When I heard Stories rape and how girls often waited months or years before confessing they were a victim, I always said to myself, "If I were raped I would tell someone immediately. I don’t understand why people wait.” I watched this play and understood why. Victims of rape are often further victimized and persecuted, not just by peers and friends, but by the legal system. Police officers tell girls that their case will most likely not go to court and that their reputations and permanent records will be tainted, not the reputation of the rapist who inflicted the pain and will probably go unpunished. It never occurred to me that it is those closest to us who put us in danger of rape and who, in most cases, have authority and impose their will to keep the victim's mouth shut.

I never understood what rape really was until the night I saw the play. I knew it was an issue. I knew the boundaries of consent and that in no way, shape or form is a girl “asking for it” unless she actually asks for it. However, I did not know the implications of coming out as a rape victim. I did not know society and our own police force stigmatize victims and question them in such a manner that they feel blame and self-hate.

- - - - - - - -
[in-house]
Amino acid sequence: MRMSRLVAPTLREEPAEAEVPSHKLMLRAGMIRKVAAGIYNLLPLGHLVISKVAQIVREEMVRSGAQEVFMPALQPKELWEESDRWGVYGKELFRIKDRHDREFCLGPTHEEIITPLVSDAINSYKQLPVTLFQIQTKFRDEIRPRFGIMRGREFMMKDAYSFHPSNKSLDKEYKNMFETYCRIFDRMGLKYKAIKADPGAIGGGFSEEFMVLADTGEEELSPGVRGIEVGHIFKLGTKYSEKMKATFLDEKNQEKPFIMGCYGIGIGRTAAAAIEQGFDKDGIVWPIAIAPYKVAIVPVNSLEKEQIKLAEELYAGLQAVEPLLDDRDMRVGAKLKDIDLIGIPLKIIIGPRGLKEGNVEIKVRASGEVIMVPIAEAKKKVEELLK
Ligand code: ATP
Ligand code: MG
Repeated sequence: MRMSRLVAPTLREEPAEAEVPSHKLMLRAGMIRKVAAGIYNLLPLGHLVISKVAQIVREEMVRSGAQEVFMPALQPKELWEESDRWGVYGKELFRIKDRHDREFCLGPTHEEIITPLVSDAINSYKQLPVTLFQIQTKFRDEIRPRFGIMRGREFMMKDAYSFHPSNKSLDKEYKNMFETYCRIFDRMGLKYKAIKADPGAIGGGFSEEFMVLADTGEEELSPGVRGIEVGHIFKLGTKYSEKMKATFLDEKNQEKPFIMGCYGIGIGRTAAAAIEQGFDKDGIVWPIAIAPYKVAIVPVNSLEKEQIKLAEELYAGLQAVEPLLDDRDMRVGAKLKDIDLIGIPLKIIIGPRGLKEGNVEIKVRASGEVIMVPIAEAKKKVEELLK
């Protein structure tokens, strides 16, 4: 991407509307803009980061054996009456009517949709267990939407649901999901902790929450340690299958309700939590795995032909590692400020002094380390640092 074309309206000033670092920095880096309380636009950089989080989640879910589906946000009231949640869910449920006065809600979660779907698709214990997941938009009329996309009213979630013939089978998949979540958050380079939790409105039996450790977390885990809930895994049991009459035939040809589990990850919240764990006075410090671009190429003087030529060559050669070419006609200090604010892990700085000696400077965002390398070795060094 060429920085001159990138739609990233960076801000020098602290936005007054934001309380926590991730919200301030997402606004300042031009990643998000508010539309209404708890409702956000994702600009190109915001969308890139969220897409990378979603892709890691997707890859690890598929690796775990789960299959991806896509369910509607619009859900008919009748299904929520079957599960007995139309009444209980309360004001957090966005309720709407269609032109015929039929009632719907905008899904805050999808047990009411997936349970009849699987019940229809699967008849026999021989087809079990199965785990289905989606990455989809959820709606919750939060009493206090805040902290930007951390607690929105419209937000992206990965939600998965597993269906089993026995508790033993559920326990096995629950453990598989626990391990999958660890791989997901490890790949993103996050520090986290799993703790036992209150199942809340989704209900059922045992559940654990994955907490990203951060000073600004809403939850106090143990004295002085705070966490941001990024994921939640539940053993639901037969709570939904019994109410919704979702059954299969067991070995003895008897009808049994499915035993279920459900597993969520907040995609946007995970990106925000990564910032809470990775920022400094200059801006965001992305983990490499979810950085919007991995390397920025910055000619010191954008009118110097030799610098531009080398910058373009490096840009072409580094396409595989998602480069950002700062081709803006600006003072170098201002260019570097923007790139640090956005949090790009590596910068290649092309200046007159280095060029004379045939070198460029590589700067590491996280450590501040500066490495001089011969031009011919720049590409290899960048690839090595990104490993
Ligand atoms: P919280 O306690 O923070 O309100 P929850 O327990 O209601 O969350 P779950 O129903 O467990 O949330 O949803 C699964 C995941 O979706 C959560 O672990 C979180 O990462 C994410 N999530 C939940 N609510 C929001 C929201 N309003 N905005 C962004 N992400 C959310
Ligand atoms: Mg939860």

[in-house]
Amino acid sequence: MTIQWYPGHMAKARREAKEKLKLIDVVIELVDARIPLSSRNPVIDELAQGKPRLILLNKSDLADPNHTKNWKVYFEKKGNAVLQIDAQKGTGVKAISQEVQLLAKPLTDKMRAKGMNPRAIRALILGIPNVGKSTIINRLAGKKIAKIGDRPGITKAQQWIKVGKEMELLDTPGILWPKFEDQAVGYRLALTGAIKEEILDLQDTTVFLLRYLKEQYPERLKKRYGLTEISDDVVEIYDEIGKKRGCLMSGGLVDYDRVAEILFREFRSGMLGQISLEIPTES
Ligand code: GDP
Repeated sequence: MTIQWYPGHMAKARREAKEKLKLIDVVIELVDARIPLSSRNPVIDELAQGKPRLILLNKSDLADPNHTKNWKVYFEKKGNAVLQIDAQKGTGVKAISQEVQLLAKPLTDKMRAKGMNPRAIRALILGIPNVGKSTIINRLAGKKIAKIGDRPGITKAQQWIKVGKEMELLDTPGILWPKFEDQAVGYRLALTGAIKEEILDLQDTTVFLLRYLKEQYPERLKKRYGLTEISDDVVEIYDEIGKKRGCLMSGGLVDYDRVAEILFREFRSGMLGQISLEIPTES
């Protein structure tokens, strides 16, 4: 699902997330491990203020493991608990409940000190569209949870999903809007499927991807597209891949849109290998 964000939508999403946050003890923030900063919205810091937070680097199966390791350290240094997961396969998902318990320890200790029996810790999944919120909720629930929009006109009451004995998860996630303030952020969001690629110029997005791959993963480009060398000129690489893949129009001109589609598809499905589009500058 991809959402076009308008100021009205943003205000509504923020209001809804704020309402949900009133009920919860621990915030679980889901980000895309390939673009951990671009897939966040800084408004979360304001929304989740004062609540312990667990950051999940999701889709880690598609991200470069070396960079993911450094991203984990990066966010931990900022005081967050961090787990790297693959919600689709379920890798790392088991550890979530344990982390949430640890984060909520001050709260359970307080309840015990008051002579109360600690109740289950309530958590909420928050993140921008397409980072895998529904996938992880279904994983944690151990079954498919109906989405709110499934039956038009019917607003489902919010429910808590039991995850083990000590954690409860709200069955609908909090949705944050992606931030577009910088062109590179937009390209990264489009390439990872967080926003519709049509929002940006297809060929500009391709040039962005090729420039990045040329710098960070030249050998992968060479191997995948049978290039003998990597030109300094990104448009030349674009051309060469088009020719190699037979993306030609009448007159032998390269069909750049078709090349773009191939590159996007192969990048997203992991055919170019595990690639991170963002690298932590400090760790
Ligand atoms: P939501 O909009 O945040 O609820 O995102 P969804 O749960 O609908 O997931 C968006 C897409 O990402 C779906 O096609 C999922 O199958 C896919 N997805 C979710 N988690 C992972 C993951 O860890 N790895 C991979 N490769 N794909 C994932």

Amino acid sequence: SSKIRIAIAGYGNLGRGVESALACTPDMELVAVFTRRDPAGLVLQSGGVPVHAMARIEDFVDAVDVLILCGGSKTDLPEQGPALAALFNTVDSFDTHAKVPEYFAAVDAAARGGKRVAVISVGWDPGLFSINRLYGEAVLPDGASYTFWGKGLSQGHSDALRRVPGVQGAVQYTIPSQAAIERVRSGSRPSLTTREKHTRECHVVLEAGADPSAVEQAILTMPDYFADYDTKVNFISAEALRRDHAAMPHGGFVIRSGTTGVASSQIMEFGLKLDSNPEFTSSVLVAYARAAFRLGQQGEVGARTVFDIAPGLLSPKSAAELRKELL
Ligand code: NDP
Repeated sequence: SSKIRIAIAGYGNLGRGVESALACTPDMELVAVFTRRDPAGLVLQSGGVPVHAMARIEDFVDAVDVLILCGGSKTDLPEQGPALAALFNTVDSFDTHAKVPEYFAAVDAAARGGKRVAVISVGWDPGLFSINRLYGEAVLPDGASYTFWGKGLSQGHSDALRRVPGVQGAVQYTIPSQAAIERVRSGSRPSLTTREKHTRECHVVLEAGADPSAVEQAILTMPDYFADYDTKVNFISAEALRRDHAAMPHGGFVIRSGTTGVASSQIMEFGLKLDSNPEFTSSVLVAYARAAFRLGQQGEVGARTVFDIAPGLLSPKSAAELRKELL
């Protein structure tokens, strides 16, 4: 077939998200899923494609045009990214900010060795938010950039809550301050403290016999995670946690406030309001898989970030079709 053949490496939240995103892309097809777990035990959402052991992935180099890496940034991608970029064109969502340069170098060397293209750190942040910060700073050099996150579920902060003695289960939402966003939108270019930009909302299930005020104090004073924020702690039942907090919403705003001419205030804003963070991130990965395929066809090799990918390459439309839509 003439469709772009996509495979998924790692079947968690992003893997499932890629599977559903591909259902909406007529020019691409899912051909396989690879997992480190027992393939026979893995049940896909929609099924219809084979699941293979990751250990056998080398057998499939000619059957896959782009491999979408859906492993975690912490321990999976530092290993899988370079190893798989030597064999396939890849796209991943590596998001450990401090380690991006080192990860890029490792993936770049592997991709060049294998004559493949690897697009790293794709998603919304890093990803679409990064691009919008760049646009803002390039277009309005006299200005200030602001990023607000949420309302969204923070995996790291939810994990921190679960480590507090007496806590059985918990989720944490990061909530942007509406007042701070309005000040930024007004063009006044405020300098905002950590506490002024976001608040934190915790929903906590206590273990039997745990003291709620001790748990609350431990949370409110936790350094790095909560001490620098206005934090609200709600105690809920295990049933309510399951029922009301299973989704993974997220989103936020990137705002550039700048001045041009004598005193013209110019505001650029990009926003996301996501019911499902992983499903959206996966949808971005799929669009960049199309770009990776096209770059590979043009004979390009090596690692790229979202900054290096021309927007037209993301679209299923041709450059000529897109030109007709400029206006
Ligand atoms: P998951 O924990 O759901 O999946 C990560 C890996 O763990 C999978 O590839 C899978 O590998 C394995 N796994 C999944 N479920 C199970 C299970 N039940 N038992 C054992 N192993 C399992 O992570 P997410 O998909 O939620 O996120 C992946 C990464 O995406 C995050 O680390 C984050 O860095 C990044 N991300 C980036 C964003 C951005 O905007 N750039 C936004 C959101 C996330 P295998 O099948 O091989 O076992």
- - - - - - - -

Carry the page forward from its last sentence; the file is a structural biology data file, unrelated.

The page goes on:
I encourage readers to go out and watch this play if it is being shown again or in a town near you. Try to find it online. This is an issue that affects everyone. Even if you do not think you are directly part of it, you are. This play awakened me to the reality that we live in a world where there is not much justice, but educating the public can really make a difference.

Image A from website: http://www.broadwayworld.com/off-off-broadway/arti...

Image B from website: http://www.good.is/do/join-the-stopslut-movement-b...

Image C from website: http://www.broadwayworld.com/article/SLUT-THE-PLAY...

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As A Muslim American, My Trip To Jerusalem Revealed That Open-Mindedness Bridges Communities